It is a powerful and sobering dimension, this soul dimension, and it is crying out to be acknowledged.

Safe Houses

A small group of physicians has begun meeting. They are trying to find their way amongst the muck and debris that litters this country. They are busy trying to establish a way of practicing medicine that is consistent with their inner beliefs and values. Their ethics and morals. In essence, in a manner that is consistent with their souls. They are looking for a way to practice medicine that gives honor to their calling and not discomfort, or worse, shame.

They have decided to establish a network outside of any PPO listing, HMO book or any other official arbitrary division of physicians. These doctors have decided to give old-fashioned, high-quality, strictly fee-for-service medicine a try - something that seemed all but lost, ironically rising up from the debris of managed care.

These physicians will establish offices that honor the physician-patient relationship. The physicians in this loosely affiliated and fledgling network have this as their top priority. They will treat their patients with honesty, integrity and compassion. They will listen to the patients and attend to their needs to the best of their abilities.

In return, the physicians ask only that the patients release them from third-party interference. It appears that it is not just the HMOs that are proving oppressive and tiresome - the PPOs are learning from their HMO colleagues. It is almost as if the doctors will put up with just about anything in order to collect a paycheck.

These newly released physicians cannot stomach being paid minions any longer. They will go out on their own and practice medicine the way they know it should be done: one-to-one. One patient at a time, and plenty of time allotted to this sacred dialogue. When patients arrive at these offices, they will feel the difference immediately. They will have to adjust to owning something that they thought they had lost: power.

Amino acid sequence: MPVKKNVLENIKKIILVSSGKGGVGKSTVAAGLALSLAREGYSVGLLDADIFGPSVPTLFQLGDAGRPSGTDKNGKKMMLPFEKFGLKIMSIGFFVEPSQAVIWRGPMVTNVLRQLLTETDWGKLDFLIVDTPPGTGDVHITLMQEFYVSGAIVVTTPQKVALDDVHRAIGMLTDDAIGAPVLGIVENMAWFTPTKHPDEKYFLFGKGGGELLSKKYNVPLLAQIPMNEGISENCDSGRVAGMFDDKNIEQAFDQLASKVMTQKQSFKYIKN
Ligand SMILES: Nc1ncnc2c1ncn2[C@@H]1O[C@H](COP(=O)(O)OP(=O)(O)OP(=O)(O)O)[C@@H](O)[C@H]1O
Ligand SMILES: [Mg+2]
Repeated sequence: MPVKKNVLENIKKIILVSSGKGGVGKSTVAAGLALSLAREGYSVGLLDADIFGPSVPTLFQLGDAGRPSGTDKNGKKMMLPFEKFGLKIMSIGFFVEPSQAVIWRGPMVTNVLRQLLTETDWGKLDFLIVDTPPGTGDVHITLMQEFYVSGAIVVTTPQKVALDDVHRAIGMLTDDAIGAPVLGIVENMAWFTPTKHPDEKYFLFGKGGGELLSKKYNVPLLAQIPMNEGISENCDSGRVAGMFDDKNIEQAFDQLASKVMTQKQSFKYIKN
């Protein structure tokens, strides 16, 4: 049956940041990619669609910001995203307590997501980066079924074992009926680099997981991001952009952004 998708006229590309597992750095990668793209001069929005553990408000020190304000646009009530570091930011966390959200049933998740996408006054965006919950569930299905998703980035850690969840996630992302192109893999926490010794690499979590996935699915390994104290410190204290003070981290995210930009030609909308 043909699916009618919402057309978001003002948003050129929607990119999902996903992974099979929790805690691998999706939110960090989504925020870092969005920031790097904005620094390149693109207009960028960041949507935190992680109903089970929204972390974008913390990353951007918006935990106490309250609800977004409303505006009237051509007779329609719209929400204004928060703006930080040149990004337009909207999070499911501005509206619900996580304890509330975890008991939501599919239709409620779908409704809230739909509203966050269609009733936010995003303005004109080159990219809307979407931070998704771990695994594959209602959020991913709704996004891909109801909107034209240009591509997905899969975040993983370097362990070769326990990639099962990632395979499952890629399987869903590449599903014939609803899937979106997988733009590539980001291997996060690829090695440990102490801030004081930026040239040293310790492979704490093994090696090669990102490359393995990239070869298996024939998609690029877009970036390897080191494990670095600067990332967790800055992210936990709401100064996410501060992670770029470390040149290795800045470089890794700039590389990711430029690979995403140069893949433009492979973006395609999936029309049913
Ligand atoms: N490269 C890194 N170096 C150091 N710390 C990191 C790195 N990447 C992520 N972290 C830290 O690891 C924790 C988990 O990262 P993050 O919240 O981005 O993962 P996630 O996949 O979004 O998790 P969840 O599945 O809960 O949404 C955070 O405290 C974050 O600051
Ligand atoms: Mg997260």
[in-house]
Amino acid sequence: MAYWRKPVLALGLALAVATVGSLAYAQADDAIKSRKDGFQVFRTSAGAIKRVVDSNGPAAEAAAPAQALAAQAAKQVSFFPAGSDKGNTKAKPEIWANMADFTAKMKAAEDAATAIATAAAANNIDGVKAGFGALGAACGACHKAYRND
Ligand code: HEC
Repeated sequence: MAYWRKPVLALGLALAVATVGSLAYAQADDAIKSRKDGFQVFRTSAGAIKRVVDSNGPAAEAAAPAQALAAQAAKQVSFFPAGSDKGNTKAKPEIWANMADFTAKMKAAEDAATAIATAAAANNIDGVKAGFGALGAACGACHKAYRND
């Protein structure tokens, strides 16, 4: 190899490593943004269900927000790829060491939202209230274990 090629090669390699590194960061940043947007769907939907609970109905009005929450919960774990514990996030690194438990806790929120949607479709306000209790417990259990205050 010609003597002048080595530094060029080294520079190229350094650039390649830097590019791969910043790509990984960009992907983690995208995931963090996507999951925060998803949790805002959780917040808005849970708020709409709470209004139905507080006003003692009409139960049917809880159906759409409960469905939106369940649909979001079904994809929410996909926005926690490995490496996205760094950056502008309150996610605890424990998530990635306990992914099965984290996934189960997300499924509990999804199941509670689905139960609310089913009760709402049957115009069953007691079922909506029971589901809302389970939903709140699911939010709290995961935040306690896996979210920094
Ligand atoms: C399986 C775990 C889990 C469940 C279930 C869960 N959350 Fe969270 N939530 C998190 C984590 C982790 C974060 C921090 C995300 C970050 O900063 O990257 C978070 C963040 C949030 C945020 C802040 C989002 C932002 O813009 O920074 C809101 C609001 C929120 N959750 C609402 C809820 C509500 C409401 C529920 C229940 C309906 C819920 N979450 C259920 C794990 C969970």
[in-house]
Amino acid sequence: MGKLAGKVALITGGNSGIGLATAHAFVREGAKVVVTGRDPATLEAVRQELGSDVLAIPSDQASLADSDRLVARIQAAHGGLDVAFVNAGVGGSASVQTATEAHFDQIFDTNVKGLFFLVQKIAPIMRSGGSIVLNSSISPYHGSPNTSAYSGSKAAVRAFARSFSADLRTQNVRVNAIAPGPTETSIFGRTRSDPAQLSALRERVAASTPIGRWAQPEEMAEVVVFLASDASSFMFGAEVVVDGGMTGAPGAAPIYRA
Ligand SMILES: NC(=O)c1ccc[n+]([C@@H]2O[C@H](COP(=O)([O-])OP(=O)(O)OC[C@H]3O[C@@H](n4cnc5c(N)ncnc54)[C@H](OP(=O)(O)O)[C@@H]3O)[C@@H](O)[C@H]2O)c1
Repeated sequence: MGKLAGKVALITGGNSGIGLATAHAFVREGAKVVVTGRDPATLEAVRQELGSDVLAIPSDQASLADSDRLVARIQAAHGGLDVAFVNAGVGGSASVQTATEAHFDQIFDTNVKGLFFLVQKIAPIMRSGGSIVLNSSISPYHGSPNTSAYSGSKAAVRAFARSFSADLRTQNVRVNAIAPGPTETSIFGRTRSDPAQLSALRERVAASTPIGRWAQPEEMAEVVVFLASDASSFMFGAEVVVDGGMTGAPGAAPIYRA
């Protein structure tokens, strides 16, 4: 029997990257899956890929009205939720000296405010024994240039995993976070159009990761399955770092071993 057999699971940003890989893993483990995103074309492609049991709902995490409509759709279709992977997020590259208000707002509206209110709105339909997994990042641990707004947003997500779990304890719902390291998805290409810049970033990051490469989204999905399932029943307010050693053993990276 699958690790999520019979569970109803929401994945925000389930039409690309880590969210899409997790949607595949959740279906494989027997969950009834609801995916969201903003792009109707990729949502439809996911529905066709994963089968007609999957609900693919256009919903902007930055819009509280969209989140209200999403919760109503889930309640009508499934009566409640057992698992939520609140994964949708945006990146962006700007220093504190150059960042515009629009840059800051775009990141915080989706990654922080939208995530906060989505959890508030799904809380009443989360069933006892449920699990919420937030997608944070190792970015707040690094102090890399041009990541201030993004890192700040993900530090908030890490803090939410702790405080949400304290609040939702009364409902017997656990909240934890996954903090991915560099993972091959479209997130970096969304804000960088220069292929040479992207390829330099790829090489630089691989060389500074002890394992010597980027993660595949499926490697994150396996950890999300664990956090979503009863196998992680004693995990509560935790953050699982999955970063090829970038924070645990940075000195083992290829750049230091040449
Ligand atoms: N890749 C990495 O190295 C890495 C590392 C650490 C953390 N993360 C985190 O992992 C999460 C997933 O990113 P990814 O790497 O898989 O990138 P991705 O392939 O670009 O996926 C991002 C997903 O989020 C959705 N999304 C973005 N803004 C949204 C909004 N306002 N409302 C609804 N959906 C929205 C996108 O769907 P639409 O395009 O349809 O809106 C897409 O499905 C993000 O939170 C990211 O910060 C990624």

You see, by making the relationship financially simple, things change. When the patient pays the physician directly, it behooves the physician to be absolutely certain that the patients' needs are clearly being met. Otherwise, the patients will not return. And they will not refer their friends or neighbors.

Imagine the changing dynamic. Instead of being paid by an interfering and unwelcome third party, the patient pays the physician. These physicians then have to act only one way: that is, to do all in their power to honor their professional commitments.

Patients treated in this manner and with this degree of respect will remain loyal - a loyalty based on deep mutual regard. Both patient and physician will benefit. To practice this way is very freeing. The possibilities are exciting to contemplate.

For instance, the physicians will network with each other. If a particular patient needs the professional services of another physician, this will be accomplished with a quick phone call - the faxing of the medical record and a timely appointment guaranteed. Patients will be sent reverently and securely from office to office. The patient will know implicitly that the integrity and the intentions are true.

At these preliminary meetings, the discussions are filled with energy, commitment and passion. It is almost as though these physicians are grasping at something apparently long lost, but now beginning to return sharply into focus. This is the right step; it seems so natural. So logical. So pure. This idea to establish an office practice where patients can feel secure, comforted, honored and respected. The physician's soul will sing in these offices, and the melody will reverberate across this land.